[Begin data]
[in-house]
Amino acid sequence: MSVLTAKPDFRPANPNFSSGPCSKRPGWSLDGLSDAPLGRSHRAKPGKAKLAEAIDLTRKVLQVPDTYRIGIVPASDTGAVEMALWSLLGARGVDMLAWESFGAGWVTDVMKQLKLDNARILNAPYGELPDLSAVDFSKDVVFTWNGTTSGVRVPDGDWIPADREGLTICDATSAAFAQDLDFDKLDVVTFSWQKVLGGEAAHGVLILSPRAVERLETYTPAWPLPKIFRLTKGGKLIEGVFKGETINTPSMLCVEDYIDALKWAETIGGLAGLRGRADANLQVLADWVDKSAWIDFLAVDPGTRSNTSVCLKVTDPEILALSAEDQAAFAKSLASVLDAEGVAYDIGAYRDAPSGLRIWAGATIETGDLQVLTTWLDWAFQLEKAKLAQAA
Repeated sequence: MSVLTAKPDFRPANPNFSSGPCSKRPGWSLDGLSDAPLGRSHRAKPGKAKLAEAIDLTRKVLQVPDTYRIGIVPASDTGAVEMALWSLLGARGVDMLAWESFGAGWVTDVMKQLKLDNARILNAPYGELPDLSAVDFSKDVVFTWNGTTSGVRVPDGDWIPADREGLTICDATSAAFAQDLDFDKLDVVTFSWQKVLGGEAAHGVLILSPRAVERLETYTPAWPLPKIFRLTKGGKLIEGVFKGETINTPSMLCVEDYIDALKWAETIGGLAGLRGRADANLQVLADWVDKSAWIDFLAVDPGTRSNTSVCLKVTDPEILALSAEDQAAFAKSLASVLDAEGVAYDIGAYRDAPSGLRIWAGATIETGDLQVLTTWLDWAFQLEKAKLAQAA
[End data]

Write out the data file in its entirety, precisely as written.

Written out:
[in-house]
Amino acid sequence: MSVLTAKPDFRPANPNFSSGPCSKRPGWSLDGLSDAPLGRSHRAKPGKAKLAEAIDLTRKVLQVPDTYRIGIVPASDTGAVEMALWSLLGARGVDMLAWESFGAGWVTDVMKQLKLDNARILNAPYGELPDLSAVDFSKDVVFTWNGTTSGVRVPDGDWIPADREGLTICDATSAAFAQDLDFDKLDVVTFSWQKVLGGEAAHGVLILSPRAVERLETYTPAWPLPKIFRLTKGGKLIEGVFKGETINTPSMLCVEDYIDALKWAETIGGLAGLRGRADANLQVLADWVDKSAWIDFLAVDPGTRSNTSVCLKVTDPEILALSAEDQAAFAKSLASVLDAEGVAYDIGAYRDAPSGLRIWAGATIETGDLQVLTTWLDWAFQLEKAKLAQAA
Repeated sequence: MSVLTAKPDFRPANPNFSSGPCSKRPGWSLDGLSDAPLGRSHRAKPGKAKLAEAIDLTRKVLQVPDTYRIGIVPASDTGAVEMALWSLLGARGVDMLAWESFGAGWVTDVMKQLKLDNARILNAPYGELPDLSAVDFSKDVVFTWNGTTSGVRVPDGDWIPADREGLTICDATSAAFAQDLDFDKLDVVTFSWQKVLGGEAAHGVLILSPRAVERLETYTPAWPLPKIFRLTKGGKLIEGVFKGETINTPSMLCVEDYIDALKWAETIGGLAGLRGRADANLQVLADWVDKSAWIDFLAVDPGTRSNTSVCLKVTDPEILALSAEDQAAFAKSLASVLDAEGVAYDIGAYRDAPSGLRIWAGATIETGDLQVLTTWLDWAFQLEKAKLAQAA